As a sign of trial lawyers’ growing influence in the Legislature, a bill to repeal no-fault auto insurance passed its final Senate committee in a party-line vote.
PIP insurance provides $10,000 for medical expenses and lost wages for people injured in a crash. It is purchased by the driver for their use, regardless of fault. The statute’s intent is to provide Floridians with quick payment of benefits for injuries after a crash.
Those who believe PIP is working cite the fact that most insurers in Florida refunded 15% to 20% refunds to policyholders last year. But some, led by the trial bar, claim PIP is broken and should be replaced with MBI coverage.
The last major revisions to auto insurance came in 2012 to help address rising rates. The impact of this legislation extended to providers, fee schedules, claims procedures, and fraud rates, and included mandatory rate-filing monitoring.
Nevertheless, a few years ago, FJA and other MBI advocates started pointing to Colorado to illustrate how they believed rates would decrease if Florida switched from a no-fault system to an MBI, or tort, system.
Colorado abandoned its no-fault system in 2003 in favor of MBI. At first, premiums went down — a point FJA has latched onto and trotted out in committee meetings. Yet Colorado’s auto insurance premiums are rising rapidly.
The state is currently third in the nation for rising car insurance premiums, and the volume of auto insurance litigation is growing, as are awards.
Needless to say, the switch has backfired, and FJA no longer cites Colorado as evidence an MBI system would be better for Florida drivers.
With no public outcry against the current PIP system due to the recent rate decrease and given the negative impact of MBI in Colorado, opponents of the bill say it could be a major miscalculation for Florida to move to MBI.
For one, Florida already has the highest rate of uninsured drivers in the country at 26.7%, and Colorado’s PIP-to-MBI switch caused a 16% increase in uninsured drivers.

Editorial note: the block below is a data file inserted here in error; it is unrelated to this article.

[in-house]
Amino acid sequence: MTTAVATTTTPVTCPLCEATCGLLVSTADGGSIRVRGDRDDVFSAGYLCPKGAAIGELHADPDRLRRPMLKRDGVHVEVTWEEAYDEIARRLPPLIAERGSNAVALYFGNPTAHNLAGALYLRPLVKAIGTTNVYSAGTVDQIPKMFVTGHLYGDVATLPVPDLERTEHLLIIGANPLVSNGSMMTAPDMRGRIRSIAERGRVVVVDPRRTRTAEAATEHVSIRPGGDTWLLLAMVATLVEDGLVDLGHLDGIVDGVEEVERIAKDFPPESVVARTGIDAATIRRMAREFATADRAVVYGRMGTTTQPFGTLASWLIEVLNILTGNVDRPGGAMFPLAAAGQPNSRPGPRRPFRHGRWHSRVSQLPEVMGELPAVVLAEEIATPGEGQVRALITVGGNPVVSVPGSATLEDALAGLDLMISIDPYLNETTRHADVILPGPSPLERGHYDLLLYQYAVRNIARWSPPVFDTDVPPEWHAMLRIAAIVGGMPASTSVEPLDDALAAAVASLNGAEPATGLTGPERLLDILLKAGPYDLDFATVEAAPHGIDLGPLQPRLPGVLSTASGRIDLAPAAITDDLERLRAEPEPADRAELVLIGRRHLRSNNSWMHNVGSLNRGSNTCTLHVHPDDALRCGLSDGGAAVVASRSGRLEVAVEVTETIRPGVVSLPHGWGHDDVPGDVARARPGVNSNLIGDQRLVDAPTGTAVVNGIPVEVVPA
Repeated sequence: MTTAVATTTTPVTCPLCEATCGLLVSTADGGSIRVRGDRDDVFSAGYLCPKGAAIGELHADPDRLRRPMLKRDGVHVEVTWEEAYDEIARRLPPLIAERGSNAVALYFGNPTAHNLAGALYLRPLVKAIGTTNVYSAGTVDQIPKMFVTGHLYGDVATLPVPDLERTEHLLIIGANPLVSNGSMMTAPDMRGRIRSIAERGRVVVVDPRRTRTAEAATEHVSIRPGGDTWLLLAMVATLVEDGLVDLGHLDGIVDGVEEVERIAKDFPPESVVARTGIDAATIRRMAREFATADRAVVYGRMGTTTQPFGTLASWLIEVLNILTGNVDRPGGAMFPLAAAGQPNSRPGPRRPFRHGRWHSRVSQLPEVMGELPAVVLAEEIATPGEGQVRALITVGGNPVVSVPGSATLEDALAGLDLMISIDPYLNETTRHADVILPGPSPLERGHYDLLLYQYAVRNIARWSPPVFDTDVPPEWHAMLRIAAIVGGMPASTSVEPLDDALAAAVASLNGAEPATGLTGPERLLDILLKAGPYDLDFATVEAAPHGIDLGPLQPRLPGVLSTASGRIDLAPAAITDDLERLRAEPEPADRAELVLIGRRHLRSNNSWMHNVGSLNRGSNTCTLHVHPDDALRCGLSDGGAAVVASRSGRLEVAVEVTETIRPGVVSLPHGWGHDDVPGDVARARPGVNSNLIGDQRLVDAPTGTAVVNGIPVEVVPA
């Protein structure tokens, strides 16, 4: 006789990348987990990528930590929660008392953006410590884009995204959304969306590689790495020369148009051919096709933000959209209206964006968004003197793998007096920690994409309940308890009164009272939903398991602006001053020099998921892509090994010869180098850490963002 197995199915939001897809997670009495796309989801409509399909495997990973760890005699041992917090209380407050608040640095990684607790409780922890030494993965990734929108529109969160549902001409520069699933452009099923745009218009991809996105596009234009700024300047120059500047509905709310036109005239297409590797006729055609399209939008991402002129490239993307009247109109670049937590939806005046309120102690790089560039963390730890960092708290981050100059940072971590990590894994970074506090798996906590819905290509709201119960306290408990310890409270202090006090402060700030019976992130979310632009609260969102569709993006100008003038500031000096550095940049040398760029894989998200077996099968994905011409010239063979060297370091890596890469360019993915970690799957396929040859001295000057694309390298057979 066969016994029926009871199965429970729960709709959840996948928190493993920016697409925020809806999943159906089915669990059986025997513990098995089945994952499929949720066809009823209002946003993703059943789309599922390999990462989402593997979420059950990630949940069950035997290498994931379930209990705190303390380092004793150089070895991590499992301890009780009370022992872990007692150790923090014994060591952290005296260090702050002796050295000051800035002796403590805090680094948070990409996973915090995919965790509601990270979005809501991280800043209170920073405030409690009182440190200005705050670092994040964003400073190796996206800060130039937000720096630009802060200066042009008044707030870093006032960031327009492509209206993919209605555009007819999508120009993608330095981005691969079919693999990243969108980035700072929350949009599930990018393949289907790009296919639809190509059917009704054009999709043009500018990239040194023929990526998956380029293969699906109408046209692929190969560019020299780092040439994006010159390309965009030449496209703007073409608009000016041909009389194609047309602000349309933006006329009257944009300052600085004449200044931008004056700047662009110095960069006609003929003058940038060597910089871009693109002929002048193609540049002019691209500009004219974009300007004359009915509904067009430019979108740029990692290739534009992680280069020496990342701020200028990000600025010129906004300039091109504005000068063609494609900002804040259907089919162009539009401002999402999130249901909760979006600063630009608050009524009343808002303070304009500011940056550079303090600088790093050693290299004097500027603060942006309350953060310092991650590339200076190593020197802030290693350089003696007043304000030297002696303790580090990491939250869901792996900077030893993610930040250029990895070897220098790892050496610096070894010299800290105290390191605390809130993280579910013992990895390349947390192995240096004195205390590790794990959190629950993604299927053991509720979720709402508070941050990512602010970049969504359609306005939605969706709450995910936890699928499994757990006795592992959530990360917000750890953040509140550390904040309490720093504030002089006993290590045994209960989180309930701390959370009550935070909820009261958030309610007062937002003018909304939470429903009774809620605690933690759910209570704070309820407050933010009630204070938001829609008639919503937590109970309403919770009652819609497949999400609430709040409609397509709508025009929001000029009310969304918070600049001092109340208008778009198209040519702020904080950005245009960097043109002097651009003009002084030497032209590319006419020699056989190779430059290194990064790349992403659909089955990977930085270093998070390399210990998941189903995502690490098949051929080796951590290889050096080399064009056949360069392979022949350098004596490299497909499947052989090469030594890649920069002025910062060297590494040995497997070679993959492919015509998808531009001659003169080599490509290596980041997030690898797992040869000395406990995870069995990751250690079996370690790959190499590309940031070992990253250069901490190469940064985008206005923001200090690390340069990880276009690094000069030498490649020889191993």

If Florida changes to MBI and insurance rates increase, rates will increase only for people who have insurance.
MBI is based on the premise that people who cause a crash should take financial responsibility for the damages they caused. Those who opposed MBI believe it does not account for Florida’s unique position in the marketplace.
Over 100 million tourists visit the state annually, and most of them drive on our roads and highways. Many are either uninsured, do not carry insurance that matches Florida coverage or reject insurance products offered by the rental car companies. The rental car companies are immune from liability under current law.
Florida already leads the nation in uninsured drivers. Therefore, a new MBI statute eliminating PIP in all probability will result in a vastly increased number of injured motorists without coverage, just like in Colorado.
For the many of Floridians without health care insurance, this problem is compounded when an injured person cannot find a doctor to treat them.
If they do get treatment, they will rack up medical expenses waiting for their MBI case to work its way through the courts. By contrast, PIP pays physicians within 30 days getting a bill.
The potential far-reaching fallout of PIP repeal must be carefully examined. The repeal poses a substantial financial risk to Floridians and, considering the decrease in PIP premiums in 2020, it’s difficult to understand why the state would move to MBI in 2021.